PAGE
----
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The Good, The Bad, and The Ugly of Looking for Remote Work
My First Experiences of Looking for Remote Work to Support My Computer Programming Skills
3 min read
Like so many other aspiring computer programmers that are developing, improving, and honing their coding skills, I got the bug to earn money from home while I learn. I love being at my keyboard.
I have a strong desire to work with people that eat, sleep, and breathe code with the same voracious appetite for learning, working, and making a positive difference in this world as me.
My plan is to be hired into a company as a tech support person or customer service agent. This will allow me to continue improving my computer programming skills while working from home.
Working from my home office is comfortable and safe and it saves commute time, which gives me more time to work on my own digital content creation and b/vlogging endeavors.
Applying For Jobs
Hence, the reason for this article. I started applying for remote jobs utilizing job boards such as Indeed and CyberCoders.
I was amazed at just how many remote jobs exist. I was also baffled by how many fraudulent job schemes there are to capture your information(be safe! and do your research, I was fooled more than once!!!).
The other astonishing fact I've observed, is employers are looking at blogs. Now, I would assume an employer would look around social media to investigate your character and such...
But they are actually asking for links and using your blog, not your portfolio, as a hiring tool.
Use Your Blog Wisely
I have been an avid blogger for many years. My love of blogging began when my daughter started high school and asked for a Facebook account. This was back in the 90s when this online phenomenon was just getting started.
I wanted to make sure my daughter was safe online, so I agreed to allow her social media accounts if I could see what she was posting. That's when I got on Facebook and Twitter.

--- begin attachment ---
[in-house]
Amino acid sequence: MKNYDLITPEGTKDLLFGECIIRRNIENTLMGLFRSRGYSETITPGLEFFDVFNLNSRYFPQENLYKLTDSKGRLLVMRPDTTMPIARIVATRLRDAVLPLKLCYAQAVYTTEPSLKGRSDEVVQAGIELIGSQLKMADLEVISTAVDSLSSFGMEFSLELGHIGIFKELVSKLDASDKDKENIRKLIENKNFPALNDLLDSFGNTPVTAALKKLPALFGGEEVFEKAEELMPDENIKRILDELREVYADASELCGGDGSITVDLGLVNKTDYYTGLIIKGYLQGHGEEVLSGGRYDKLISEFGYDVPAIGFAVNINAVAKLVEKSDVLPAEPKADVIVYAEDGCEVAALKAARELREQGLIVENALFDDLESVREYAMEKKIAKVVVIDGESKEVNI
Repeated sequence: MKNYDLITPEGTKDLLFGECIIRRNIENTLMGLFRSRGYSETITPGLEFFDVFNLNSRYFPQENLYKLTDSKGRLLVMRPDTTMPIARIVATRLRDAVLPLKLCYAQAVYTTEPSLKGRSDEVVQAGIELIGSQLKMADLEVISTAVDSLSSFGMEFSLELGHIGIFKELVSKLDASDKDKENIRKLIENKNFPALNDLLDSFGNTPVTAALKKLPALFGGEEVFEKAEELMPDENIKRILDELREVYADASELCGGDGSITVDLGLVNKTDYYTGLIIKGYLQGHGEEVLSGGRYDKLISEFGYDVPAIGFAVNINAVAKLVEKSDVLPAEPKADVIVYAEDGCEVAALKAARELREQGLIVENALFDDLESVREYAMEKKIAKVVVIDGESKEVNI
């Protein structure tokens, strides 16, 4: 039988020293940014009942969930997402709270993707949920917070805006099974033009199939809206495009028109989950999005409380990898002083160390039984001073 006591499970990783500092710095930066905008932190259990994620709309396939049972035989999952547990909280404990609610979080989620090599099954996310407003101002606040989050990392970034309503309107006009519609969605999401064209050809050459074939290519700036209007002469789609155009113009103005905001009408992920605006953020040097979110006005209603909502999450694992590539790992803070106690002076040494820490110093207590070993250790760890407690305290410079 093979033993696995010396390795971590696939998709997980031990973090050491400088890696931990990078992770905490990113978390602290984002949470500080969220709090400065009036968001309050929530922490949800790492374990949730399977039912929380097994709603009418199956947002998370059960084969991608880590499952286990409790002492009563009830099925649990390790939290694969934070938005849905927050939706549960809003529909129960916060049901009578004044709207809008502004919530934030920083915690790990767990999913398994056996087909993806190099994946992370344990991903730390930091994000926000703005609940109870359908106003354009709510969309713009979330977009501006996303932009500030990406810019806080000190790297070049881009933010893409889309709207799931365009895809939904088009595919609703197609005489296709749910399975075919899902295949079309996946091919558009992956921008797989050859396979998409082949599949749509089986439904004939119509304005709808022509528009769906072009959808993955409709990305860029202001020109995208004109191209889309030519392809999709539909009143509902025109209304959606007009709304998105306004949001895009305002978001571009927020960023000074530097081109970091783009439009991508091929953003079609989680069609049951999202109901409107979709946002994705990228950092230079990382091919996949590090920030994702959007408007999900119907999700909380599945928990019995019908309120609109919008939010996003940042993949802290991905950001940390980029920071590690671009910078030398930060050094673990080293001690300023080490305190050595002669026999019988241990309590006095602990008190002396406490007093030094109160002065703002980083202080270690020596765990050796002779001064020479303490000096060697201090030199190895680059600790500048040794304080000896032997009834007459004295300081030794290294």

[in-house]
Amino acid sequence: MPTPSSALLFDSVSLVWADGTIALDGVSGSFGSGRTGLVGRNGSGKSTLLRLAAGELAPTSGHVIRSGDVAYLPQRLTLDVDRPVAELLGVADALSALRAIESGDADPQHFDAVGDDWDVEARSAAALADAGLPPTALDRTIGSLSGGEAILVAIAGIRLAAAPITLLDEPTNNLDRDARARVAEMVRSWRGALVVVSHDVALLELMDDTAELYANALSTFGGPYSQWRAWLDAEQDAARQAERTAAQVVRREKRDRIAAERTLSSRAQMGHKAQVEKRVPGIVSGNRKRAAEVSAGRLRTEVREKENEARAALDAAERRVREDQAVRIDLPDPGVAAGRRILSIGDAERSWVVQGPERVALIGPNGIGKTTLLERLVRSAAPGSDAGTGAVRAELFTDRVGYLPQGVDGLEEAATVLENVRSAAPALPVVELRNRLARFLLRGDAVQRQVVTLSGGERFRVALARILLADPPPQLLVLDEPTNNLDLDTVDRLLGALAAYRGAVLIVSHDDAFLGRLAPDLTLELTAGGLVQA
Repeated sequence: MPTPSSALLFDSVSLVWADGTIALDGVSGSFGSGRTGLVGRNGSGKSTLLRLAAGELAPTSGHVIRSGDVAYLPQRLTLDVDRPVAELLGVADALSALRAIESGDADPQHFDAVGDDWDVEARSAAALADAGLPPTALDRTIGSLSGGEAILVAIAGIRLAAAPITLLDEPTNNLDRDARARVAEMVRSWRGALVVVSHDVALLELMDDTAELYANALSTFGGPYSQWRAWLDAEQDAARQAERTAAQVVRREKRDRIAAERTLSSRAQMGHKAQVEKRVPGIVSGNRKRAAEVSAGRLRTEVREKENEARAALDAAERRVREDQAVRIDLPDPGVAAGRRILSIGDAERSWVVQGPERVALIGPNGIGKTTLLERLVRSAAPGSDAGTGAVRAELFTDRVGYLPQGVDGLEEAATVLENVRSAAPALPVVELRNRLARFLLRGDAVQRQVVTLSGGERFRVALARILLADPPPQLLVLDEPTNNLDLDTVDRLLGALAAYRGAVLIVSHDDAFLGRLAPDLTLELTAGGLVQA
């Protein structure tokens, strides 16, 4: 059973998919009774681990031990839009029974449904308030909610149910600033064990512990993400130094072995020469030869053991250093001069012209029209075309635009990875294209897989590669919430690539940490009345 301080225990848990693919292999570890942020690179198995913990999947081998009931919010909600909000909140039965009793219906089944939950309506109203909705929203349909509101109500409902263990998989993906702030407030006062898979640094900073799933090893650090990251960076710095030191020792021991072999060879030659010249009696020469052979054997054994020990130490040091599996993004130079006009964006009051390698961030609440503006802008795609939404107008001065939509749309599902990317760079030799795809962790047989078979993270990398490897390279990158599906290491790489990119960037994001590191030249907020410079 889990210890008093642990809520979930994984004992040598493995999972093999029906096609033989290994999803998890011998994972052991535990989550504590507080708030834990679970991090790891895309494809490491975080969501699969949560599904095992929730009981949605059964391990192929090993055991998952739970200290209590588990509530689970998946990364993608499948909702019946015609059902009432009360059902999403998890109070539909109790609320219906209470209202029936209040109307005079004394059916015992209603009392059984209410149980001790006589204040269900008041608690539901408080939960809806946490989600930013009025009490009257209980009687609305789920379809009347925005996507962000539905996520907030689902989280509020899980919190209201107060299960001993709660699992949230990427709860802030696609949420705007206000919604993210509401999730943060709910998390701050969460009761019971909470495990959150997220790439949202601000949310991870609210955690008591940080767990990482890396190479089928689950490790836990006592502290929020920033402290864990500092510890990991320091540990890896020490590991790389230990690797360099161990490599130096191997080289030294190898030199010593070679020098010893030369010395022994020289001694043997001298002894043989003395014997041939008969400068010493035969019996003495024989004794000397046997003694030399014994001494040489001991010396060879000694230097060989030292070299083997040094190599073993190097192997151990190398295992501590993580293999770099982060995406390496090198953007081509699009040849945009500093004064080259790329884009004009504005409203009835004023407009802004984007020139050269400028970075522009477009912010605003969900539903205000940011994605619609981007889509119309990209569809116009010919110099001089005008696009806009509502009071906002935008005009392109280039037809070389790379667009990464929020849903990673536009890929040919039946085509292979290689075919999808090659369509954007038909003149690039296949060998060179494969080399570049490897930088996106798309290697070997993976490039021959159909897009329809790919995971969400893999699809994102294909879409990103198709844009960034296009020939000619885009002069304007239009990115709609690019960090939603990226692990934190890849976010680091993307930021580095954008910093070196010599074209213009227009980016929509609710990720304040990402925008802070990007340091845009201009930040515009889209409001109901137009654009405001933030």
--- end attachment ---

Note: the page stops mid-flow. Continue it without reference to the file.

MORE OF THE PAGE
And it was also when I discovered blogging. I have always loved writing and doing it online was pure joy for me.
I've used my platforms to complement my current interests, life journey, and serious career endeavors. That's why documenting my tech journey and writing about serious topics in technology and business came so naturally.
So speaking from this perspective, I encourage you, if you haven't already, to write about topics that enhance what you're doing professionally.
The internet is an excellent opportunity to shine and let prospective employers get to know you.
The Internet is Also Your Tool to Investigate Potential Employers
Just as employers investigate you, you should use the same strategy to investigate potential places of employment.
I didn't think I'd ever have to deal with deceptive job postings, but this reflects how the job marketing is changing.
As wonderful as the internet is, and as terrific as advanced technology has become. The enhanced luxury of working from many different locations, demands that we take extra precautions.
Here are some ways to stay safe:
Look for social media accounts: does the prospective employer have accessible social media accounts with current and historical posts
Read their blogs: Does the company have values that are consistent with your beliefs reflected in their writings and digital media
Do they have reliable ways to contact them: phone numbers, emails, and follow-up forms are good indicators of a reputable company
Do they make their job hiring procedure clear: this lets you know what to expect and helps weed out potential schemes
I wish I didn't have to include such seedy matters in my writing, but this is the reality of the world and the internet. Stay safe and happy job hunting.
With these words, I bid you